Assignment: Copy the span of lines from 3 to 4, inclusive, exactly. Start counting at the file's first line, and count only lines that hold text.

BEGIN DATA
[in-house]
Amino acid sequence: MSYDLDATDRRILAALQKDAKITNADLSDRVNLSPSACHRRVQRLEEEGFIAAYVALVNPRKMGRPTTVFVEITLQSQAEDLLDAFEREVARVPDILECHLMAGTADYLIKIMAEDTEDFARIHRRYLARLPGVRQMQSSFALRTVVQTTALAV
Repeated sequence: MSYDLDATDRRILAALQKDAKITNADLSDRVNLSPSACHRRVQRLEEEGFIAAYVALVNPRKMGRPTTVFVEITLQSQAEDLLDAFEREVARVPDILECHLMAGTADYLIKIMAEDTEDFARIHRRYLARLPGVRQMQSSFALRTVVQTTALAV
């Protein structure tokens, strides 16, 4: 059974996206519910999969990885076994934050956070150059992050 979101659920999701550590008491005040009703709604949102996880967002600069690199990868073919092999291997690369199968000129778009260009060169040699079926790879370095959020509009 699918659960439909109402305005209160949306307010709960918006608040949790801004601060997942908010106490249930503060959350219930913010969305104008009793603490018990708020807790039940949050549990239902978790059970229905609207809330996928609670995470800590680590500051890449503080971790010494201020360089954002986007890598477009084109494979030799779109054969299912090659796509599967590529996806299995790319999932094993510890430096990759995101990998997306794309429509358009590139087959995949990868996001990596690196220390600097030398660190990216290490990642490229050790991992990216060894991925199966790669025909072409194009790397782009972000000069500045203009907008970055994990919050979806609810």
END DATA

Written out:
Repeated sequence: MSYDLDATDRRILAALQKDAKITNADLSDRVNLSPSACHRRVQRLEEEGFIAAYVALVNPRKMGRPTTVFVEITLQSQAEDLLDAFEREVARVPDILECHLMAGTADYLIKIMAEDTEDFARIHRRYLARLPGVRQMQSSFALRTVVQTTALAV
């Protein structure tokens, strides 16, 4: 059974996206519910999969990885076994934050956070150059992050 979101659920999701550590008491005040009703709604949102996880967002600069690199990868073919092999291997690369199968000129778009260009060169040699079926790879370095959020509009 699918659960439909109402305005209160949306307010709960918006608040949790801004601060997942908010106490249930503060959350219930913010969305104008009793603490018990708020807790039940949050549990239902978790059970229905609207809330996928609670995470800590680590500051890449503080971790010494201020360089954002986007890598477009084109494979030799779109054969299912090659796509599967590529996806299995790319999932094993510890430096990759995101990998997306794309429509358009590139087959995949990868996001990596690196220390600097030398660190990216290490990642490229050790991992990216060894991925199966790669025909072409194009790397782009972000000069500045203009907008970055994990919050979806609810």